Together We Can Make This Work In The Workplace

Together We Can Make This Work In The Workplace

Black Women Feminist Theory: Collectivism

As a young professional in the financial services industry, it was rare to see women like me at the top. I did not have a Black mentor as my first mentor. My mentor, however, recognized my potential because of our shared values. Neither my ethnicity nor cultural background hindered her from grooming me to become a leader. The situation was unique for uncharted territory. It has been more than 30 years since then, and very few women who look like me serve in major corporations’ C-suites today.

The results of my research showed that sponsorship is valuable to all races, cultures, and backgrounds. Because black women are underrepresented in the upper echelons of organizations, mentorship is lacking for them. While women make up the majority of the U.S. population, their representation in leadership positions lags significantly behind men, according to Judith Warner at American Progress.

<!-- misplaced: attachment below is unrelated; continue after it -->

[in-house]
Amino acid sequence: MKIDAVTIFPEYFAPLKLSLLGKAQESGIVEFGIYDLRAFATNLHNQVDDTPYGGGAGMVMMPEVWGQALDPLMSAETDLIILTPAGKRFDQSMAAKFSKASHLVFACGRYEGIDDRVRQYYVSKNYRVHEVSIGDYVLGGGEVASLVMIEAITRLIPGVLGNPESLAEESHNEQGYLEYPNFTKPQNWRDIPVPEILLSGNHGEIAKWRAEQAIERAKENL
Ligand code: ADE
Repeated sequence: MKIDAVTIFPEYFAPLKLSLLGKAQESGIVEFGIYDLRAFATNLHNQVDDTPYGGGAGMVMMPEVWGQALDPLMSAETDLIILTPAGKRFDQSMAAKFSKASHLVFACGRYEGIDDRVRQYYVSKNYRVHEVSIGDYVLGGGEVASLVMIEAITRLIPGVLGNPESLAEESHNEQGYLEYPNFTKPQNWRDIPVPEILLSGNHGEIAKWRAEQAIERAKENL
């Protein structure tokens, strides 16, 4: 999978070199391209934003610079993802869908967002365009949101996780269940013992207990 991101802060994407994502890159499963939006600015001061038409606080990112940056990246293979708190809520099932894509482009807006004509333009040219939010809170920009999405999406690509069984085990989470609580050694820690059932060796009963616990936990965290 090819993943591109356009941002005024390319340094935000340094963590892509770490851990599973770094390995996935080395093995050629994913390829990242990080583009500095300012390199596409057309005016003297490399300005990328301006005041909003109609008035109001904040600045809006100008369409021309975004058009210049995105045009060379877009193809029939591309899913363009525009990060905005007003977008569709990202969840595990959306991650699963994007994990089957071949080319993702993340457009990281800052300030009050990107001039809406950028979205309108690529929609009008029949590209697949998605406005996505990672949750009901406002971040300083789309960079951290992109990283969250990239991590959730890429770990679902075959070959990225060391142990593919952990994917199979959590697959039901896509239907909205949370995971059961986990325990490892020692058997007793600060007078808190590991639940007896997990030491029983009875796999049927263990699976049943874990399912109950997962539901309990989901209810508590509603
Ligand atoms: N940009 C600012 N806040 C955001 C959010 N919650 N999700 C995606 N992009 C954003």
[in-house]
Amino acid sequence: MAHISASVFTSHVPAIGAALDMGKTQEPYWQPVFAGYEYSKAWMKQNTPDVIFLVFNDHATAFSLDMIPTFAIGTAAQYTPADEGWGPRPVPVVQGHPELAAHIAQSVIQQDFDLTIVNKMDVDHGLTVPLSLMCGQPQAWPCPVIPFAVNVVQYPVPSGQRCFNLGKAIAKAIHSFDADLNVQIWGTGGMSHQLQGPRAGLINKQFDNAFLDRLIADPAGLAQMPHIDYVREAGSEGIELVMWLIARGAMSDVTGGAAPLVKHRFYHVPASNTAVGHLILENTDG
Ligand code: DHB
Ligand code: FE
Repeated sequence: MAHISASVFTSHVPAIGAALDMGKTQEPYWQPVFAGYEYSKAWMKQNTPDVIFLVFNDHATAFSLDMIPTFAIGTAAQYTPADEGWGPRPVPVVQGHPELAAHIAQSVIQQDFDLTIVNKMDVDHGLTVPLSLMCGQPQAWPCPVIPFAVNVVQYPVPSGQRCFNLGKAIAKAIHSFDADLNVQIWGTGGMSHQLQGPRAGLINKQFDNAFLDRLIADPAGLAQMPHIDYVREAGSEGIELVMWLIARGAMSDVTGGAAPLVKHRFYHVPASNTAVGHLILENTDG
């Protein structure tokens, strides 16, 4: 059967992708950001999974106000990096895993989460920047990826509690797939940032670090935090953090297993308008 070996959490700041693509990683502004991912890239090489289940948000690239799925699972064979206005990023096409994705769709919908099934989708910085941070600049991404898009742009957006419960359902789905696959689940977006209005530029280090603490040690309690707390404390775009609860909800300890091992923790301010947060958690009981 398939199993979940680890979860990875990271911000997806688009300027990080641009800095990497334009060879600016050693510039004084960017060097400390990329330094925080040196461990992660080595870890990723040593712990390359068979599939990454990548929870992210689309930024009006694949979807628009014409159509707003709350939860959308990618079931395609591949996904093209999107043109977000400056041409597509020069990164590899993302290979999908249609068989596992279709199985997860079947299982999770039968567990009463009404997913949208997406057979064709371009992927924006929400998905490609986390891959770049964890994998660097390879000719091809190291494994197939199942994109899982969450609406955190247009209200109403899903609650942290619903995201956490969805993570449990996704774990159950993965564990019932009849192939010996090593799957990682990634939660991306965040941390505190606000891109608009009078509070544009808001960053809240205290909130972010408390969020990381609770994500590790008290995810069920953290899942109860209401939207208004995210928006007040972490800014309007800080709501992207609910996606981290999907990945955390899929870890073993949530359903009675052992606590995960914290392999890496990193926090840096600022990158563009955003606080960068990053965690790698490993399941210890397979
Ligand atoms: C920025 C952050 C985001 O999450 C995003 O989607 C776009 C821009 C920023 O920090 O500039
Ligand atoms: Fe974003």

People who look like you and who support you on your journey towards doing what you enjoy in a career you desire cannot be overstated. Working with mentors who shared their values and cared about their best interests made them feel more authentic. Usually, Black women prefer to be mentored by other Black women, as explained by the Black Feminist Theory of Collectivism.

A crucial component of Black Feminist Theory is collectively confronting systemic bias and racial discrimination. In my research, I found that the lived experiences of Black women must be shared to provide clarity to the issues, and dialogue stresses the importance of collaboration In contrast to being isolated, relationships enable oppressive and contentious events to be addressed together. The ethic of caring connects and strengthens the group emotionally, and the ethic of personal accountability integrates these individual expressions representing the different classes, regions, ages, and ethnicities.

A crucial component of Black Feminist Theory is confronting systemic bias and racial discrimination collectively to address barriers such as misrepresentation, invisibility, and stereotypes that hold Black women back in corporate America. Mentoring helps in this regard to help provide practical career advice, solve problems and make good decisions.

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